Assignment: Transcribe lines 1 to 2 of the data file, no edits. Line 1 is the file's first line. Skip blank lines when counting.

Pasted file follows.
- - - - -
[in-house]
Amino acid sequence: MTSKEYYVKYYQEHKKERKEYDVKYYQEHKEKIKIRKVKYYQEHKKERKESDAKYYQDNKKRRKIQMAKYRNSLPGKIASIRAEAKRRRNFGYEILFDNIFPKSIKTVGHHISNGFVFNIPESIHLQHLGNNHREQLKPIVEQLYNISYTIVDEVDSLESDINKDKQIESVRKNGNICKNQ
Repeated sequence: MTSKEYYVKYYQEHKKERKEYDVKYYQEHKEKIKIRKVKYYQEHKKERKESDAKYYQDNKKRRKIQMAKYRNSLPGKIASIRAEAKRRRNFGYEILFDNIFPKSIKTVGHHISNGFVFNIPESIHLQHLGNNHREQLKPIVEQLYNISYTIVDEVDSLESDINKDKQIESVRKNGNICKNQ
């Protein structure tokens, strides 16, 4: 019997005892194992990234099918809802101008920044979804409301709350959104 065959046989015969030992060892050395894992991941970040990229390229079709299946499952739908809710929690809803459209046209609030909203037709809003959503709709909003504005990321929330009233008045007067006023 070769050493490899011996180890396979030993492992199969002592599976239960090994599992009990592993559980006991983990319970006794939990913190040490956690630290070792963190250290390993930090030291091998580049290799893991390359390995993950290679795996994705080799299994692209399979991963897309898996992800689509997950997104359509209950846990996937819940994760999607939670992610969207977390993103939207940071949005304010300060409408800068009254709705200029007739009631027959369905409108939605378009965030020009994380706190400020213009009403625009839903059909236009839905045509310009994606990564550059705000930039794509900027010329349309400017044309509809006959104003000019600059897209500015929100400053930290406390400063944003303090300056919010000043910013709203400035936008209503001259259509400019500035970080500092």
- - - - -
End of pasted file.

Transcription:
[in-house]
Amino acid sequence: MTSKEYYVKYYQEHKKERKEYDVKYYQEHKEKIKIRKVKYYQEHKKERKESDAKYYQDNKKRRKIQMAKYRNSLPGKIASIRAEAKRRRNFGYEILFDNIFPKSIKTVGHHISNGFVFNIPESIHLQHLGNNHREQLKPIVEQLYNISYTIVDEVDSLESDINKDKQIESVRKNGNICKNQ